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Wednesday, 20 July 2016

Sandlands by Rosy Thornton


I have previously enjoyed reading Rosy Thornton’s novels, so I was really pleased when she offered to send me a copy of her new volume of short stories.

Sandlands is a delightful collection and, like all the best short story collections, it has unifying themes running through it.

The most obvious is the setting – the stories highlight various locations around Suffolk. But it is the way that the setting is used in the stories, and the collection as a whole, that really brings them to life.

One of the most striking motifs running through is the feel of the land itself. The hardness of  the ground after a frost, the dragging sogginess of mud underfoot when the fields are water logged. The stories are effective in making the reader feel in a very visceral way the connection the characters have to the place where they live.

As well as the significance of place, the threads of the stories reach out to each other across generations and across time. The importance of family and heritage underlines the themes of birth, death, life and the fragility of existence.

I like the way Rosy Thornton has played around with different forms of storytelling within the stories. In one we have a narrative told through a series of love letters, in another the use of photographs and video is central to the tale. These techniques give an extra layer of meaning and interest to the collection.

Each story contains little jewels in its own right as well as forming part of a cohesive collection. The ailing fox gently coaxed back to life, the owl watching over a cache of letters, the pub piano, the bells in a church tower, the rare plant blooming in an unexpected place.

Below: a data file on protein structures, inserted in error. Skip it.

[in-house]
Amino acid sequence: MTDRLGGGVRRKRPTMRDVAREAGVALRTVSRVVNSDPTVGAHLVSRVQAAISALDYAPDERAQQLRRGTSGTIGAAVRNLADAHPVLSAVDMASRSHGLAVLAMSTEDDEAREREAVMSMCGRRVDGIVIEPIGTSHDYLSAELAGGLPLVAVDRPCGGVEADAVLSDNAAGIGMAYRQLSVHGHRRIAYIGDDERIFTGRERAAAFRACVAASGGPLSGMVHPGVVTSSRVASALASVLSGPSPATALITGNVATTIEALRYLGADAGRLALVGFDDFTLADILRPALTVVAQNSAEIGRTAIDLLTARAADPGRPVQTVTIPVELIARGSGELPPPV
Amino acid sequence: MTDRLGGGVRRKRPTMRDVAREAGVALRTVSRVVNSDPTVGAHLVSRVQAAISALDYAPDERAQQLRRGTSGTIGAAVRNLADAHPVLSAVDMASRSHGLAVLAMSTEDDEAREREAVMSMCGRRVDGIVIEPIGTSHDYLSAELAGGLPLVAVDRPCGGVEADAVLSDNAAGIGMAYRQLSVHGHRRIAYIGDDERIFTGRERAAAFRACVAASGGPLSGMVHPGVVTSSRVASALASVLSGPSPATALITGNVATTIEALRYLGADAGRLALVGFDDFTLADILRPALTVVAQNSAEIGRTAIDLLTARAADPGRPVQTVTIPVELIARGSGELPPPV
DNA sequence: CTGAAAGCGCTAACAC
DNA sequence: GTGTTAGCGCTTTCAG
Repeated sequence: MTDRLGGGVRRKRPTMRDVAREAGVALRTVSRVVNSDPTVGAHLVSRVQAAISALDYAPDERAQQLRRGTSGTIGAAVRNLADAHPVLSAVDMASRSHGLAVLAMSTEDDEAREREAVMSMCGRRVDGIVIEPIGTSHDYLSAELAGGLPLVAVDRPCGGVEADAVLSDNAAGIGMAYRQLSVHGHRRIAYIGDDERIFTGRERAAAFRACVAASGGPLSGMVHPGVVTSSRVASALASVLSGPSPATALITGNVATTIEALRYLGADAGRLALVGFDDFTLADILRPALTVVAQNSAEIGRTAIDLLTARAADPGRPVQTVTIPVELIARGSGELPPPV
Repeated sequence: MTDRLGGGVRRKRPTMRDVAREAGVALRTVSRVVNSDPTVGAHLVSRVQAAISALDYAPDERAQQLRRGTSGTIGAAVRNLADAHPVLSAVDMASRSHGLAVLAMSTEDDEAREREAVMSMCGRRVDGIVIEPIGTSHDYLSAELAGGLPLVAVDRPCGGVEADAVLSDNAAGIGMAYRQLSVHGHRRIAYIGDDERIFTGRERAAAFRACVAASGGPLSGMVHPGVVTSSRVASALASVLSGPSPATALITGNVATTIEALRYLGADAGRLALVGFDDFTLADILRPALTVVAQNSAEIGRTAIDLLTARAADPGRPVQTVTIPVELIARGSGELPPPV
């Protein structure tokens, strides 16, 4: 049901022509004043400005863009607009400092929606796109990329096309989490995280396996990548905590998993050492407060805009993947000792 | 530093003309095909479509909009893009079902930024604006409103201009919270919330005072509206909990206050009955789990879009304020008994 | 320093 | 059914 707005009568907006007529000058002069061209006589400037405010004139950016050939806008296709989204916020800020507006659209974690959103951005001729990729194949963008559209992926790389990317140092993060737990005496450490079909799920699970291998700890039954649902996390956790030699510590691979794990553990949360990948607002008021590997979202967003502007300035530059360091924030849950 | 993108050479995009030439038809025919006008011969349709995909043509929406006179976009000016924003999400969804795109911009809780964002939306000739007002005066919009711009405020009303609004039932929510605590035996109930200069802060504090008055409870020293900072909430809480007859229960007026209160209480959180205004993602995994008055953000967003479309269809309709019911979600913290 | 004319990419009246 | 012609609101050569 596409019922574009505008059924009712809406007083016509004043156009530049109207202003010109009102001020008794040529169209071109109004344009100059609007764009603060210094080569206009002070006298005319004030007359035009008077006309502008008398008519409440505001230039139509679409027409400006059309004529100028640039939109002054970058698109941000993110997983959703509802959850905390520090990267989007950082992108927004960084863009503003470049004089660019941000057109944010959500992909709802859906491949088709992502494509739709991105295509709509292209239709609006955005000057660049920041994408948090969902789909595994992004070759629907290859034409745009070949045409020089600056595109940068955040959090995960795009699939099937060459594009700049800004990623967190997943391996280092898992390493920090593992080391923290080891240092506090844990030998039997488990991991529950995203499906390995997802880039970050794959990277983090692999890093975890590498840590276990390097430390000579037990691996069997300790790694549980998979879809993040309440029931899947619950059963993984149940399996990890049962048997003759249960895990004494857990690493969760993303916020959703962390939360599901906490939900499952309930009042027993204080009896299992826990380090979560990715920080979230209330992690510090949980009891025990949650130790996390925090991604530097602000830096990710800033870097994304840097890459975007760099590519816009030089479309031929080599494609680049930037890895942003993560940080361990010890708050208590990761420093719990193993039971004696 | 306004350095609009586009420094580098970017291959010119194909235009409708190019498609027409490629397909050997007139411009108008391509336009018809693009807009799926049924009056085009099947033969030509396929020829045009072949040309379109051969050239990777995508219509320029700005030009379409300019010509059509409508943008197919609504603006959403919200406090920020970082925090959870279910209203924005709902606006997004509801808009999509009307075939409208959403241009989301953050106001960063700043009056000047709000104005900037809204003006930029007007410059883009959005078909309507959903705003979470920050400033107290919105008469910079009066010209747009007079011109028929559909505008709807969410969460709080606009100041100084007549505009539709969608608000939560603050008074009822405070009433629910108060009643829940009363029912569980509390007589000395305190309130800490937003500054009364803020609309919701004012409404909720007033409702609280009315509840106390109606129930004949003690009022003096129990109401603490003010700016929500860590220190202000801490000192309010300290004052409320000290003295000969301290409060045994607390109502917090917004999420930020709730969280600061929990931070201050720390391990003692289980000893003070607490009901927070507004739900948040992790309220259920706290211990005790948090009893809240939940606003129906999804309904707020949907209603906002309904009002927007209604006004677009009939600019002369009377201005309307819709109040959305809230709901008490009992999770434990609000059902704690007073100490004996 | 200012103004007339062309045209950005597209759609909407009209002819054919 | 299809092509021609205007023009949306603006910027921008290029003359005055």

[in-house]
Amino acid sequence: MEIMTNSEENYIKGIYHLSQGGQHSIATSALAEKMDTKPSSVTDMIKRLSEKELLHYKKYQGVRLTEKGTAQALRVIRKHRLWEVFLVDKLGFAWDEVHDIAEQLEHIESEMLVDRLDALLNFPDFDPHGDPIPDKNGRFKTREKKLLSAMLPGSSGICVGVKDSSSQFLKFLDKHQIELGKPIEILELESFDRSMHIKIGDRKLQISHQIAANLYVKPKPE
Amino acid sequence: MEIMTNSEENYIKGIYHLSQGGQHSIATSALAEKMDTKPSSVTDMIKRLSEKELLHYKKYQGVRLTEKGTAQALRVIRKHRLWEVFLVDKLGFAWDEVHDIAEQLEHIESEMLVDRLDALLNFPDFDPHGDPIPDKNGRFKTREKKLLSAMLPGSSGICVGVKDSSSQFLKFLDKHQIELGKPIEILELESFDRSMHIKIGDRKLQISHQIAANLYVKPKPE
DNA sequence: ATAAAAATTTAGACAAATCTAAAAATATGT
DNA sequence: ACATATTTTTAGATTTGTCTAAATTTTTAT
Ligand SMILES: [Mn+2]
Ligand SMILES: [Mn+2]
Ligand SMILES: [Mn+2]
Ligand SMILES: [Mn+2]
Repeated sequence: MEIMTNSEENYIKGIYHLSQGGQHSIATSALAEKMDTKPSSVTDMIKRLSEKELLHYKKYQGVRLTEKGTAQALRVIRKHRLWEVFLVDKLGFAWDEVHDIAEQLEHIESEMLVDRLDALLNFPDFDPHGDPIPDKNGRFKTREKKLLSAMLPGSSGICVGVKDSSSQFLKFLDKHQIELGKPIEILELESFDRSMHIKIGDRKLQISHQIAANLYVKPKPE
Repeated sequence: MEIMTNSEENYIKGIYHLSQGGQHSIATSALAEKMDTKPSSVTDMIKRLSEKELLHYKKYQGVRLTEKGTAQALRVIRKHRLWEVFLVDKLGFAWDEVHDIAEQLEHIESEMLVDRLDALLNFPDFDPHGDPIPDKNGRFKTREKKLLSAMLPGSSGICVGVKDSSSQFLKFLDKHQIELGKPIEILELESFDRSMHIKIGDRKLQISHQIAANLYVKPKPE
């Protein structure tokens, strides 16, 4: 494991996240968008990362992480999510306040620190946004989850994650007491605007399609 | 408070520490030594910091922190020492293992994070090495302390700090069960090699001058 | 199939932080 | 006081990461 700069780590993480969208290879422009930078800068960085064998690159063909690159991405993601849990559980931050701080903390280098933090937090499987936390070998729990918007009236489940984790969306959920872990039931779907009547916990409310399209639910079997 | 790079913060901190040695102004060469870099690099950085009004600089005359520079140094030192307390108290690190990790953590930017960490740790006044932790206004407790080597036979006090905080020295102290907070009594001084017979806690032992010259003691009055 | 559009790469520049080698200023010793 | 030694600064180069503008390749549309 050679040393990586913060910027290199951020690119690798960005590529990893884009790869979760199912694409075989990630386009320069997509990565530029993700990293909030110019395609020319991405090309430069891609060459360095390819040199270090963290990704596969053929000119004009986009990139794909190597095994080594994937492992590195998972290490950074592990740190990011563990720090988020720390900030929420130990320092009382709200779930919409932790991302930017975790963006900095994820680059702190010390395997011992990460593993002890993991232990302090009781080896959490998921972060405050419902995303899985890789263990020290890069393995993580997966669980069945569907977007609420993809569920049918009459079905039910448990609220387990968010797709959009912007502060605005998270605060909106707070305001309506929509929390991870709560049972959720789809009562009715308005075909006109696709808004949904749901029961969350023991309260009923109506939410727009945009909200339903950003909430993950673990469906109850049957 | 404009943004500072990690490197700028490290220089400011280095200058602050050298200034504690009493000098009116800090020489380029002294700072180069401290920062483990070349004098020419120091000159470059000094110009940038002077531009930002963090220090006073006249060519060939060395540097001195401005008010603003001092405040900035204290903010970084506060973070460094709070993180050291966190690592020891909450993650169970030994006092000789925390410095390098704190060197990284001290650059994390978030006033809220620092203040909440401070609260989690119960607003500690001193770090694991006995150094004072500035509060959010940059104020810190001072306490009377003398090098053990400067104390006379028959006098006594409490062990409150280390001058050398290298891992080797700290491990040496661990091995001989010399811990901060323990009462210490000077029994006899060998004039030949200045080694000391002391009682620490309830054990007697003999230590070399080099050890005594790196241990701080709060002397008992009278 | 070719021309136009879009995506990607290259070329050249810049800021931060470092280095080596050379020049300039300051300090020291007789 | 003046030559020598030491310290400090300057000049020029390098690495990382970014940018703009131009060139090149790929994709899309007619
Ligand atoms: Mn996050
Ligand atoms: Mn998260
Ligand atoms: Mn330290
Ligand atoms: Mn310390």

What makes this collection stand out for me is the quality of the writing. It is full of emotion and sensitivity and gives the stories a sense of delicate poise that make them a joy to read. The characters, the places and the episodes are all exquisitely drawn and leave a sense of having really stepped into someone’s life for a brief moment.

If I had to choose favourites, they would probably be these two.

The Level Crossing - a woman comes to terms with tragic events from her family's past and contemplates her own future as she runs by a railway line.

Mad Maudlin - video images of a pub, a piano, and photographs. And something going on that is far more than meets the eye.

I suspect that this is a collection that different readers will all take something different away from. And that is how it should be.

I recommend this book to all lovers of short stories, and also to those who might be new to reading the form.

Thanks very much to the author for a review copy of this book.

You can find out more here.

And you can find my reviews of some of Rosy’s other books here

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